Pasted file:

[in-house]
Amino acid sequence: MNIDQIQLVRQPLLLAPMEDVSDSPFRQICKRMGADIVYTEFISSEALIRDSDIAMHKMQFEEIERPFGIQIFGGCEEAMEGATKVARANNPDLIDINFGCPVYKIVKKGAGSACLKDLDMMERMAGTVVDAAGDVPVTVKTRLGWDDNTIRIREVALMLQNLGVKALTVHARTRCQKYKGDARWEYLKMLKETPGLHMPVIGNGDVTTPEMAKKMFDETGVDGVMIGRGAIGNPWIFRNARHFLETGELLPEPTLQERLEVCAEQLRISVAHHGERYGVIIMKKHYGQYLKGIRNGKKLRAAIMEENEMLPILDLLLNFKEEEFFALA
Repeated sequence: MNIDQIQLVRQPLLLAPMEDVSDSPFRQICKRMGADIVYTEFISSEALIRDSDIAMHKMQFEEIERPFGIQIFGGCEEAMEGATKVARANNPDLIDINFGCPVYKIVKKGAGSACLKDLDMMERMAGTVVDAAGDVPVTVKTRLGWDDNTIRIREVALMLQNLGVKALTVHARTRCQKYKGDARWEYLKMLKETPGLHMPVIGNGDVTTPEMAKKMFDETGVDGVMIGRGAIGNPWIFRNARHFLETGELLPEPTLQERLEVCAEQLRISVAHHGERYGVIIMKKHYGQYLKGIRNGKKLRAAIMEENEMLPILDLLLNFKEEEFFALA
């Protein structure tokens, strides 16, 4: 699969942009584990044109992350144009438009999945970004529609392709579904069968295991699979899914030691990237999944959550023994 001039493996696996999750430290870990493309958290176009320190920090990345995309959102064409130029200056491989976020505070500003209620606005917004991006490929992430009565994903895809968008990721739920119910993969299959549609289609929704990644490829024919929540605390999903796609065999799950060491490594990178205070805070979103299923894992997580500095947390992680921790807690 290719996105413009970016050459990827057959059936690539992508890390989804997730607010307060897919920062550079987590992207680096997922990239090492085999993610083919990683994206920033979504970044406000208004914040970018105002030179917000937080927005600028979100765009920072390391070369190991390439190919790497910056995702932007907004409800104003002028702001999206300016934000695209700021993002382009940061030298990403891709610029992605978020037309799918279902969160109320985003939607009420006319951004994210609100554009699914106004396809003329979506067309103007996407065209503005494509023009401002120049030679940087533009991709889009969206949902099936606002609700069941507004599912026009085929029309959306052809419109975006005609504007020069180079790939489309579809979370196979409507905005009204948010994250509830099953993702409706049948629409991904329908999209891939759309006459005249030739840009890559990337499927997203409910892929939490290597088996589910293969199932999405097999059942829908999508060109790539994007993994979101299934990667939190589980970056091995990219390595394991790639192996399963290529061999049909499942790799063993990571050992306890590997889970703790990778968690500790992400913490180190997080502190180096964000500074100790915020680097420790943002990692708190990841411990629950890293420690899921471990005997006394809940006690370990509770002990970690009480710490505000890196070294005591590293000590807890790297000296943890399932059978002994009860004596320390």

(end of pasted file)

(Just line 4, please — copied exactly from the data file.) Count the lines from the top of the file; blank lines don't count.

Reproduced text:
């Protein structure tokens, strides 16, 4: 699969942009584990044109992350144009438009999945970004529609392709579904069968295991699979899914030691990237999944959550023994 001039493996696996999750430290870990493309958290176009320190920090990345995309959102064409130029200056491989976020505070500003209620606005917004991006490929992430009565994903895809968008990721739920119910993969299959549609289609929704990644490829024919929540605390999903796609065999799950060491490594990178205070805070979103299923894992997580500095947390992680921790807690 290719996105413009970016050459990827057959059936690539992508890390989804997730607010307060897919920062550079987590992207680096997922990239090492085999993610083919990683994206920033979504970044406000208004914040970018105002030179917000937080927005600028979100765009920072390391070369190991390439190919790497910056995702932007907004409800104003002028702001999206300016934000695209700021993002382009940061030298990403891709610029992605978020037309799918279902969160109320985003939607009420006319951004994210609100554009699914106004396809003329979506067309103007996407065209503005494509023009401002120049030679940087533009991709889009969206949902099936606002609700069941507004599912026009085929029309959306052809419109975006005609504007020069180079790939489309579809979370196979409507905005009204948010994250509830099953993702409706049948629409991904329908999209891939759309006459005249030739840009890559990337499927997203409910892929939490290597088996589910293969199932999405097999059942829908999508060109790539994007993994979101299934990667939190589980970056091995990219390595394991790639192996399963290529061999049909499942790799063993990571050992306890590997889970703790990778968690500790992400913490180190997080502190180096964000500074100790915020680097420790943002990692708190990841411990629950890293420690899921471990005997006394809940006690370990509770002990970690009480710490505000890196070294005591590293000590807890790297000296943890399932059978002994009860004596320390």